A collection of beautifully poignant and moving poems and artwork from a talented artist who spent a summer interacting with the animals on an organic meat farm.
In the summer of 2019, artist and poet Linnea Ryshke worked as a laborer at an organic meat farm. She transformed what she saw, as well as the specific and acute interactions she had with the animals, into a series of poems, photographs, and artwork. Ryshke’s intimate, honest, and poignant account reflects what it means to confront the lives and deaths of individual creatures who are valued commodities. Through image and text, Kindling profoundly evokes experiences with animals that will leave a lasting impression on the reader.
“It is difficult to find the balance between art and activism. Linnea Ryshke’s, Kindling, weaves poetry, photography, and painting into a heartbreakingly beautiful book about finding and holding space for the more-than-human. She creates a lasting dialogue between embodiment and materiality, the didactic and the ambiguous, and art and activism that avoids the trap of overt sentimentality. Kindling provides us that elusive and magical space in between, where empathy and change can flourish and grow.”—Kathryn Eddy, artist activist and co-editor of The Art of the Animal: Fourteen Women Artists Explore the Sexual Politics of Meat
“So many poets use non-human animals as metaphors, motivators, comforts. Linnea Ryshke takes a refreshingly different tack in her work: She sees other animals. And she doesn’t just see, she witnesses. She shares with us using language that is apt, deft, unflinching, breathtaking. But Ryshke’s empathy and craft aren’t ends in themselves; they lead us where we desperately need to go: a kinder world. Yes, art can do that. Yes, this art does that.”—Gretchen Primack, poet and author of Kind
“Kindling is a book that echoes in the reader long after closing the book. The images and poetry of Linnea Ryshke lead us to not only reckon with the violence perpetuated against animals, but to witness their resistance and agency. Gentle yet piercing, Kindling achieves what so much of our culture fails in: seeing animal others without possessing them. What emerges from that view is a silent yet powerful demand to, in Ryshke’s words, ‘know them as kin, not kindling.'”—Terike Haapoja, artist
“Kindling is unlike any work I have read. It is a book for the senses— visceral—and meant to be breathed in, if you are brave. It reveals Linnea Ryshke as scholar-empath-artist-poet. She weaves together drawings, photographs and words, asking us to see, hear and understand oneness with all living beings. It is wild—delving into experiment and offering the reader an experience. To read Kindling is to take passage through gore and truth. We are asked to muster the courage to look, to digest the words, to see anew.”—Colleen Plumb, photographer with her most recent book, Thirty Times a Minute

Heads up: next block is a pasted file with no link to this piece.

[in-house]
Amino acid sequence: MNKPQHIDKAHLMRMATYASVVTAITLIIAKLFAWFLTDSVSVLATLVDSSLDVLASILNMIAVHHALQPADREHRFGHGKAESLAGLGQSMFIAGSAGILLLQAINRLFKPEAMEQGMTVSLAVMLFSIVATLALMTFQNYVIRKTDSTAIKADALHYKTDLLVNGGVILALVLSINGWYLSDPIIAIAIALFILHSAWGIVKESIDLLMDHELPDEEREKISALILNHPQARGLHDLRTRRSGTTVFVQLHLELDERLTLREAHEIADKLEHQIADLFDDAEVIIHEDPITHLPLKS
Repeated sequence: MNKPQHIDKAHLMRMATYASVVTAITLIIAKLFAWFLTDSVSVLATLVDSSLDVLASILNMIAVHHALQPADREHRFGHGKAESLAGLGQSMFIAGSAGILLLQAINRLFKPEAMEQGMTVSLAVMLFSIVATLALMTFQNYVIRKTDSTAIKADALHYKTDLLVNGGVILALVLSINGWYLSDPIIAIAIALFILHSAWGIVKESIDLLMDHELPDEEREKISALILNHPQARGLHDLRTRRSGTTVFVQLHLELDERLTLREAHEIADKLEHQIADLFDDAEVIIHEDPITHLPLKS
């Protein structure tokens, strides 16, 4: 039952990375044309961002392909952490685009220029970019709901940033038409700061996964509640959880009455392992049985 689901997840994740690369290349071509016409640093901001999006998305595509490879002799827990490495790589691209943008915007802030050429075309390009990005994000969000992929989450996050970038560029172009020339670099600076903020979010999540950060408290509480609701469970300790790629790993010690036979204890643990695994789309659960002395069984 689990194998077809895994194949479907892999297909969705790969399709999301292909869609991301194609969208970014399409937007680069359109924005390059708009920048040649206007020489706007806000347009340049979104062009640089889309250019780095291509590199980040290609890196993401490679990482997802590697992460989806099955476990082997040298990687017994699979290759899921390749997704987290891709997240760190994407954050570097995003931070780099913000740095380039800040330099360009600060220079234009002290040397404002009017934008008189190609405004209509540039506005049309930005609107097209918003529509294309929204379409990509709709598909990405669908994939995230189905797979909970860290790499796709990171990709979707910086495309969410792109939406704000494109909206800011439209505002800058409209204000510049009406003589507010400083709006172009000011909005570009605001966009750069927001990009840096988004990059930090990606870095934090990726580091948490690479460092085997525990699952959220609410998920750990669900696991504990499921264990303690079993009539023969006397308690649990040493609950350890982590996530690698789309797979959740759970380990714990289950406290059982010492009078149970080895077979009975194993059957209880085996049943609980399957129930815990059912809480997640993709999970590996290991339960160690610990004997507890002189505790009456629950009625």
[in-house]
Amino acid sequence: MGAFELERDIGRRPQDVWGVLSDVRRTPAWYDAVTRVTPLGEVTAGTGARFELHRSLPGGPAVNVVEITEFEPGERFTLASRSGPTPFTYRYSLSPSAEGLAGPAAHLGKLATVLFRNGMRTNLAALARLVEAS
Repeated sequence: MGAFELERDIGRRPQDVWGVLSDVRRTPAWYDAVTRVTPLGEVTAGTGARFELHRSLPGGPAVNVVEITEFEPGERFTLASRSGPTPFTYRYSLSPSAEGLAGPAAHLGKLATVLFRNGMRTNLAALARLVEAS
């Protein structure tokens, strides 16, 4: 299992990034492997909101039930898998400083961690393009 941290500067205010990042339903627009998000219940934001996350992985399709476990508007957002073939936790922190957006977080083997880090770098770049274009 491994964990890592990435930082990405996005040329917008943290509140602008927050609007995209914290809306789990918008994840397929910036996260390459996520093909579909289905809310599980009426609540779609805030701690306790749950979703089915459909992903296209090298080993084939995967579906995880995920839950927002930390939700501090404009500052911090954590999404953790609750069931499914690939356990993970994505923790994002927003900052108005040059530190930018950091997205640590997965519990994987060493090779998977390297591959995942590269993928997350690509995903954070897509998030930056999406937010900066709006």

“In her unique volume Kindling, artist, animal activist, and ethnographer Linnea Ryshke uses observational research to skillfully construct an empathetic space within which readers encounter animals who are essentially invisible in our culture: those raised for food. Ryshke was involved in the daily care of the animals up until their deaths. Through her poetry, she traces the path of her emotions, her attempts to make empathetic connections, and her own burn out and aversion as she exhausts her reservoirs of compassion navigating the inevitable path with these animals. Ryshke’s fearless willingness to turn toward death rather than away from it, her inclination to employ curiosity when confronted by ideologies so different from her own, and her attempts to establish a bridge of compassion with beings whose life experience she was powerless to change, all make this beautiful book a valuable companion for facing the challenges of our own provocative and demanding times. Blending art and ethnographic research, Kindling is an ideal addition to the animal studies, critical animal studies, art, literature, or ethics classroom.”—Julia Schlosser, lecturer in the Art department at California State University, Northridge and the curator for RememberingAnimals.art